Wednesday, 29 April 2015

Reaching the Natural

Section through a layer of burnt material in trench 1
Looking back over last week's community archaeological dig on the canal at Maesbury I realise again it was a very absorbing and satisfying experience. The term 'reaching the natural', I learned, refers to the point which, after digging through the layers of man-made activity, you reach the natural geology of the land. The depth at which you reach it varies, and can often be between 40cm and 1m down.

Still-life with bucket, trowel and clipboard
The dig took place in what is now someone's garden, on a site where there was originally a wharf on the canal. On the adjacent plot there are still buildings which were part of a bone-manure works that would have been operational during the 1800s, when the canal had it's heyday.

The chimney of the bone-manure works, adjacent to the canal wharf where the dig took place
I stayed digging on Trench 2 for two days. We went through the turf layer, followed by a layer of intentionally laid stone that could be 'old' or 'very old'. That layer was infiltrated with lots of pieces of melted dark glass. There was some excited speculation that this could mean glass had been produced on the site, but it later seemed more likely to have been brought in as part of an aggregate to fill in some ground. There were also some shards of Midland Blackware ceramic (dated between 16th and 19th century), and patches of orangey clay.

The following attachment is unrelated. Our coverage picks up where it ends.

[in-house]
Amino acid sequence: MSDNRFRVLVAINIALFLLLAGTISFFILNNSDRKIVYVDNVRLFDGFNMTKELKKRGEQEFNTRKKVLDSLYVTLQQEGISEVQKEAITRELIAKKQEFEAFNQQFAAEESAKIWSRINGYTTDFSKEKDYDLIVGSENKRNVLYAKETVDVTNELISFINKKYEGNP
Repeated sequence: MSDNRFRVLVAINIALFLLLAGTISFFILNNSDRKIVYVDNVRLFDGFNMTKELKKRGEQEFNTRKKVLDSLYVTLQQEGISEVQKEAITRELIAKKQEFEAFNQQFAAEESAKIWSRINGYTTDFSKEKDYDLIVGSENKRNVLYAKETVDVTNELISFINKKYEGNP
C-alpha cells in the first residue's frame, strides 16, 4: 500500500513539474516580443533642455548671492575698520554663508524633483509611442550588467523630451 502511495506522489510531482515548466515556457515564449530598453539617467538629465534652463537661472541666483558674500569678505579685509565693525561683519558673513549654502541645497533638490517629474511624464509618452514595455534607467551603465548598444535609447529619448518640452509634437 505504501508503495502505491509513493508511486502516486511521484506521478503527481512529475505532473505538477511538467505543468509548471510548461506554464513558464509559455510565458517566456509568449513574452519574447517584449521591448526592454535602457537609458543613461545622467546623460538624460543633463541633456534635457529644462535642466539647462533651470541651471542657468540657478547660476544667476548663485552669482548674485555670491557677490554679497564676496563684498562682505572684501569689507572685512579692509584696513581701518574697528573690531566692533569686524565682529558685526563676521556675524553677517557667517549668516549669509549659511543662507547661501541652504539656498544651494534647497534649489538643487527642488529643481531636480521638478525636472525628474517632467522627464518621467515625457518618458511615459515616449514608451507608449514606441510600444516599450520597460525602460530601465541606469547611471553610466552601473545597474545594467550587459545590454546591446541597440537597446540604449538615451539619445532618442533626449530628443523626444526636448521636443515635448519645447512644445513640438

Some of the finds from Trench 2, including the melted dark glass, some pipe stems and pottery shards

When I left the dig on Thursday, we had taken down one section of the trench as far as a uniform clay layer underneath. Whether or not there is further human activity beneath that layer will help determine how significant the remains are. 

Regardless of the outcome, the process of the dig is absorbing. As the little video below shows, it is quite cooperative and trance-like. It also feels quite interior and automatic, like shaping sand in a sand-pit, but you need to keep aware so you don't overlook something unusual. The video clip reminds me of filmed surgery, with gloved hands delving around and heads out of shot.


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